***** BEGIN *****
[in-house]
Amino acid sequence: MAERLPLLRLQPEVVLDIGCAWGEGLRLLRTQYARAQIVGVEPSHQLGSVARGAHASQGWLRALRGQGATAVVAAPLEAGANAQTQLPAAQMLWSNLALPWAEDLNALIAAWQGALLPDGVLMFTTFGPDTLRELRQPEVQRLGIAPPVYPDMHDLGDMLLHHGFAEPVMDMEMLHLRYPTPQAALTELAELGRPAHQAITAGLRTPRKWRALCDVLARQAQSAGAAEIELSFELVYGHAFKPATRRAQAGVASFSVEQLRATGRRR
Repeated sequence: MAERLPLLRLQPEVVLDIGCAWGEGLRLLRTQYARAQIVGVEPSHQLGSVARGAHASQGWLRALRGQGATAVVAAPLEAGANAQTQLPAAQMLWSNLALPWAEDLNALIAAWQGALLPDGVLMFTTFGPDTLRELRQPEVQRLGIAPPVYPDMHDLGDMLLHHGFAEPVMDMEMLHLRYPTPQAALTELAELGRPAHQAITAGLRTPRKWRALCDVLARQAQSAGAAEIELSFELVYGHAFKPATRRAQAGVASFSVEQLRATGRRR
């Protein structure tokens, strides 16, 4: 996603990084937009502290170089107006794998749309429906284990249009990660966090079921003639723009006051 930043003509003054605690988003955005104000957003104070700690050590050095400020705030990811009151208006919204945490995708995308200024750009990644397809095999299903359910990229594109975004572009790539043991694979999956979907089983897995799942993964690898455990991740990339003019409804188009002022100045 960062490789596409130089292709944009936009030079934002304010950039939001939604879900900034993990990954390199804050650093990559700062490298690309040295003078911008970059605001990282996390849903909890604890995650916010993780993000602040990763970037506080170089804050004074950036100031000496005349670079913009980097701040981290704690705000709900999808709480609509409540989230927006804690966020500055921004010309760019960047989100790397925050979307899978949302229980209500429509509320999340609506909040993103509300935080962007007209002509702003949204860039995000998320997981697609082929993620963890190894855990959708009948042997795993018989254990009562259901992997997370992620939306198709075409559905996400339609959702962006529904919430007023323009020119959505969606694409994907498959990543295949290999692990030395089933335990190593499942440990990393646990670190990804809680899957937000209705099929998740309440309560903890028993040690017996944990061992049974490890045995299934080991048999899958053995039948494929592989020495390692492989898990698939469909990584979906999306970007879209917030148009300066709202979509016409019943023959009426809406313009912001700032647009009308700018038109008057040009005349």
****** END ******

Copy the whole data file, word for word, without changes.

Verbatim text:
[in-house]
Amino acid sequence: MAERLPLLRLQPEVVLDIGCAWGEGLRLLRTQYARAQIVGVEPSHQLGSVARGAHASQGWLRALRGQGATAVVAAPLEAGANAQTQLPAAQMLWSNLALPWAEDLNALIAAWQGALLPDGVLMFTTFGPDTLRELRQPEVQRLGIAPPVYPDMHDLGDMLLHHGFAEPVMDMEMLHLRYPTPQAALTELAELGRPAHQAITAGLRTPRKWRALCDVLARQAQSAGAAEIELSFELVYGHAFKPATRRAQAGVASFSVEQLRATGRRR
Repeated sequence: MAERLPLLRLQPEVVLDIGCAWGEGLRLLRTQYARAQIVGVEPSHQLGSVARGAHASQGWLRALRGQGATAVVAAPLEAGANAQTQLPAAQMLWSNLALPWAEDLNALIAAWQGALLPDGVLMFTTFGPDTLRELRQPEVQRLGIAPPVYPDMHDLGDMLLHHGFAEPVMDMEMLHLRYPTPQAALTELAELGRPAHQAITAGLRTPRKWRALCDVLARQAQSAGAAEIELSFELVYGHAFKPATRRAQAGVASFSVEQLRATGRRR
């Protein structure tokens, strides 16, 4: 996603990084937009502290170089107006794998749309429906284990249009990660966090079921003639723009006051 930043003509003054605690988003955005104000957003104070700690050590050095400020705030990811009151208006919204945490995708995308200024750009990644397809095999299903359910990229594109975004572009790539043991694979999956979907089983897995799942993964690898455990991740990339003019409804188009002022100045 960062490789596409130089292709944009936009030079934002304010950039939001939604879900900034993990990954390199804050650093990559700062490298690309040295003078911008970059605001990282996390849903909890604890995650916010993780993000602040990763970037506080170089804050004074950036100031000496005349670079913009980097701040981290704690705000709900999808709480609509409540989230927006804690966020500055921004010309760019960047989100790397925050979307899978949302229980209500429509509320999340609506909040993103509300935080962007007209002509702003949204860039995000998320997981697609082929993620963890190894855990959708009948042997795993018989254990009562259901992997997370992620939306198709075409559905996400339609959702962006529904919430007023323009020119959505969606694409994907498959990543295949290999692990030395089933335990190593499942440990990393646990670190990804809680899957937000209705099929998740309440309560903890028993040690017996944990061992049974490890045995299934080991048999899958053995039948494929592989020495390692492989898990698939469909990584979906999306970007879209917030148009300066709202979509016409019943023959009426809406313009912001700032647009009308700018038109008057040009005349």